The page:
European gov’ts pledge 50bn euro to help post-pandemic tourism

Madrid, May 21 (efe-epa).- European governments have pledged more than 50 billion euros to mitigate the impact of the coronavirus pandemic on the tourism industry.

The importance of the industry varies in each country.

In France it accounts for just over 7.4 percent of its GDP while in Greece it amounts to 25 percent.

The most generous emergency finance package has come from Paris, which has invested 18 billion euros to try to keep the industry afloat.

In Italy, families have been given money to spend at hotels while Portugal has rolled out a clean and safe certificate for business, to show which restaurants and hotels meet the health and safety standards required to prevent the spread of Covid-19.


The Spanish government approved credit lines (ICO) worth 400 million euros for the tourism industry in mid-March.

These funds have already dried up, according to the ICO’s webpage.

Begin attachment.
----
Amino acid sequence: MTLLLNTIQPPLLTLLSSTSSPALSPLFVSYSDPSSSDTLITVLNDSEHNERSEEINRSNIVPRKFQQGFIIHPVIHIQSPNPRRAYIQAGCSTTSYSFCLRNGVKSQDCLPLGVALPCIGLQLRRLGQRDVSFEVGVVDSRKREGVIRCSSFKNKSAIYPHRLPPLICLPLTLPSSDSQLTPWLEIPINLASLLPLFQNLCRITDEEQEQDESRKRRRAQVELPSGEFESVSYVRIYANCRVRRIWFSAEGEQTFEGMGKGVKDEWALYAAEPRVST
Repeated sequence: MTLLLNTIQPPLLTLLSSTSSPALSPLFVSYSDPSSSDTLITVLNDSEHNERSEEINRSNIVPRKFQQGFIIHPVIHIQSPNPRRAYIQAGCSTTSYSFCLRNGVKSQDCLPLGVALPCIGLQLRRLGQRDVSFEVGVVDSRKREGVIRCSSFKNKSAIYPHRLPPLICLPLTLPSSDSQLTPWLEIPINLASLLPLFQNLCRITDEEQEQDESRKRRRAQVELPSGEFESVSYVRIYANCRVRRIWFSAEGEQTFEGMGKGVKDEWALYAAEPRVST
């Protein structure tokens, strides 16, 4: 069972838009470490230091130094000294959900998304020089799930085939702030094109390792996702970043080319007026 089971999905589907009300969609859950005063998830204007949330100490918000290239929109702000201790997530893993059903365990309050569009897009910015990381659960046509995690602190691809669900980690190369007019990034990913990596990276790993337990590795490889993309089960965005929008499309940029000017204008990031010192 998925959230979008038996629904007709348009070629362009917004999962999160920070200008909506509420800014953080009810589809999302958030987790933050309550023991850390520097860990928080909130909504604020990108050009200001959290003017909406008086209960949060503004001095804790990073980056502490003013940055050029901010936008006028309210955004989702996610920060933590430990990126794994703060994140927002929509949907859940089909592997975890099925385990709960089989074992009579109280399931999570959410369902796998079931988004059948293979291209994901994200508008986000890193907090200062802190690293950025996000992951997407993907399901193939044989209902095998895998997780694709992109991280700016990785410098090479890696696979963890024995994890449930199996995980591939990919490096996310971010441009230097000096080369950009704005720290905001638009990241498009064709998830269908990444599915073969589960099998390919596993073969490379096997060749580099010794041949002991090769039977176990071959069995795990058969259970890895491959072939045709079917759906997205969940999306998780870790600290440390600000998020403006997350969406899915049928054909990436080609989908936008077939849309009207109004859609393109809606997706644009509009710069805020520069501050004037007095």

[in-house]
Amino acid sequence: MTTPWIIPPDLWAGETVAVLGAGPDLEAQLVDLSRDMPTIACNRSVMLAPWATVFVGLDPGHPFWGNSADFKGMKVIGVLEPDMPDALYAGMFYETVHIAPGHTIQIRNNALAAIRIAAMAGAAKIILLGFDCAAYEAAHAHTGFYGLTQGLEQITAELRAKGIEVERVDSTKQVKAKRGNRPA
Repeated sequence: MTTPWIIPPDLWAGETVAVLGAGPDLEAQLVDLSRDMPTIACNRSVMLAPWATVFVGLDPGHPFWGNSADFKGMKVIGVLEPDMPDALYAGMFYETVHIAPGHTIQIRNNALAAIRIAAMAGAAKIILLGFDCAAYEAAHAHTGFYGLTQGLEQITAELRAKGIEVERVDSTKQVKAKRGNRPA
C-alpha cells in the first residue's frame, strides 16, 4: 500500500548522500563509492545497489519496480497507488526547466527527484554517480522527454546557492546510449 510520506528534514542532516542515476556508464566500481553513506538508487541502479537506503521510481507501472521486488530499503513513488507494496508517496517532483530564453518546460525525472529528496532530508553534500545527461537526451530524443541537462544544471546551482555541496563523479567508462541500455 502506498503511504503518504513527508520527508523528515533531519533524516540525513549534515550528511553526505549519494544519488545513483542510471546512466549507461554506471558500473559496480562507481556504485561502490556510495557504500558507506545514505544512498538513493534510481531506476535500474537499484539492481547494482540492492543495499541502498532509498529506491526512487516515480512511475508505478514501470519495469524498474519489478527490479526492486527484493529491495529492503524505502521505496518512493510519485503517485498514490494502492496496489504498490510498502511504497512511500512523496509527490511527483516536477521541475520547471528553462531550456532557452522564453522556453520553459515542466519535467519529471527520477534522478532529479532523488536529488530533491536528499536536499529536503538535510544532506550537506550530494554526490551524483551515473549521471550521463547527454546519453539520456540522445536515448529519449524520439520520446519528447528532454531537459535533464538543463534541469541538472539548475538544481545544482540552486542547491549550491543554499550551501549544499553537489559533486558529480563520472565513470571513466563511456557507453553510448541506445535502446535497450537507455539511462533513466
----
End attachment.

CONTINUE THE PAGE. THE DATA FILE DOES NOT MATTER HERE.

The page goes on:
Businesses in the sector can also take advantage of general ICO lines to fight this crisis, which so far total 84.5 billion.

As of 6 May, some 50,000 firms had requested the lifeline at a value of 6.1 billion euros.

Around 230,000 self-employed workers in the industry are receiving benefits for cessation of activity and 930,000 registered employees have been placed on temporary leave.

The government has also imposed a two-week quarantine for anyone arriving in Spain, which has been criticised by some for hampering the sector.

Spain welcomed 83.7 million tourists in 2019, making it the second-most visited destination.

These holidaymakers invested 92 billion euros in the economy, equating to 12 percent of the country’s GDP and providing almost 13 percent of its jobs.

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